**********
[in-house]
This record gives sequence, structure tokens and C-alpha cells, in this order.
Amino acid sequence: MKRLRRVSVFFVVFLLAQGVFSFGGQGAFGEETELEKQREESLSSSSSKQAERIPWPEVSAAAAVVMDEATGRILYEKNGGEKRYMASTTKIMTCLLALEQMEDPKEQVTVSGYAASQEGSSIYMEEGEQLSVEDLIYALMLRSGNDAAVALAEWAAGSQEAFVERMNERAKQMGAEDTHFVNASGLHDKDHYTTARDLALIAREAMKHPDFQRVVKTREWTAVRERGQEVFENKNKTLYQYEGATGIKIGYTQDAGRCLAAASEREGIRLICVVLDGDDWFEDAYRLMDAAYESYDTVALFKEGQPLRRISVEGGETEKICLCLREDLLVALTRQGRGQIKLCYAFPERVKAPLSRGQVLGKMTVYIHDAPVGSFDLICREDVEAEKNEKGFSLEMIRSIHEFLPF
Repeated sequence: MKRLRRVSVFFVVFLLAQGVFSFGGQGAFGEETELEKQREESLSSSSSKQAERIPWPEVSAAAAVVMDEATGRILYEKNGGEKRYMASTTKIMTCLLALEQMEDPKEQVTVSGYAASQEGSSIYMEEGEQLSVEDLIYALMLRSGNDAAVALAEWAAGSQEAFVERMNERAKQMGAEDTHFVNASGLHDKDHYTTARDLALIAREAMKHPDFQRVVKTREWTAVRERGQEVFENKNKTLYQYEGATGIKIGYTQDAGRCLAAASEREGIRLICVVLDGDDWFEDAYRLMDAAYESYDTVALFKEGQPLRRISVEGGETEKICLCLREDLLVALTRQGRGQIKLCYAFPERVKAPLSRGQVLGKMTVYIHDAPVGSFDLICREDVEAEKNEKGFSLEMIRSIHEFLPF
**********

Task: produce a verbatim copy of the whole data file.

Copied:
[in-house]
This record gives sequence, structure tokens and C-alpha cells, in this order.
Amino acid sequence: MKRLRRVSVFFVVFLLAQGVFSFGGQGAFGEETELEKQREESLSSSSSKQAERIPWPEVSAAAAVVMDEATGRILYEKNGGEKRYMASTTKIMTCLLALEQMEDPKEQVTVSGYAASQEGSSIYMEEGEQLSVEDLIYALMLRSGNDAAVALAEWAAGSQEAFVERMNERAKQMGAEDTHFVNASGLHDKDHYTTARDLALIAREAMKHPDFQRVVKTREWTAVRERGQEVFENKNKTLYQYEGATGIKIGYTQDAGRCLAAASEREGIRLICVVLDGDDWFEDAYRLMDAAYESYDTVALFKEGQPLRRISVEGGETEKICLCLREDLLVALTRQGRGQIKLCYAFPERVKAPLSRGQVLGKMTVYIHDAPVGSFDLICREDVEAEKNEKGFSLEMIRSIHEFLPF
Repeated sequence: MKRLRRVSVFFVVFLLAQGVFSFGGQGAFGEETELEKQREESLSSSSSKQAERIPWPEVSAAAAVVMDEATGRILYEKNGGEKRYMASTTKIMTCLLALEQMEDPKEQVTVSGYAASQEGSSIYMEEGEQLSVEDLIYALMLRSGNDAAVALAEWAAGSQEAFVERMNERAKQMGAEDTHFVNASGLHDKDHYTTARDLALIAREAMKHPDFQRVVKTREWTAVRERGQEVFENKNKTLYQYEGATGIKIGYTQDAGRCLAAASEREGIRLICVVLDGDDWFEDAYRLMDAAYESYDTVALFKEGQPLRRISVEGGETEKICLCLREDLLVALTRQGRGQIKLCYAFPERVKAPLSRGQVLGKMTVYIHDAPVGSFDLICREDVEAEKNEKGFSLEMIRSIHEFLPF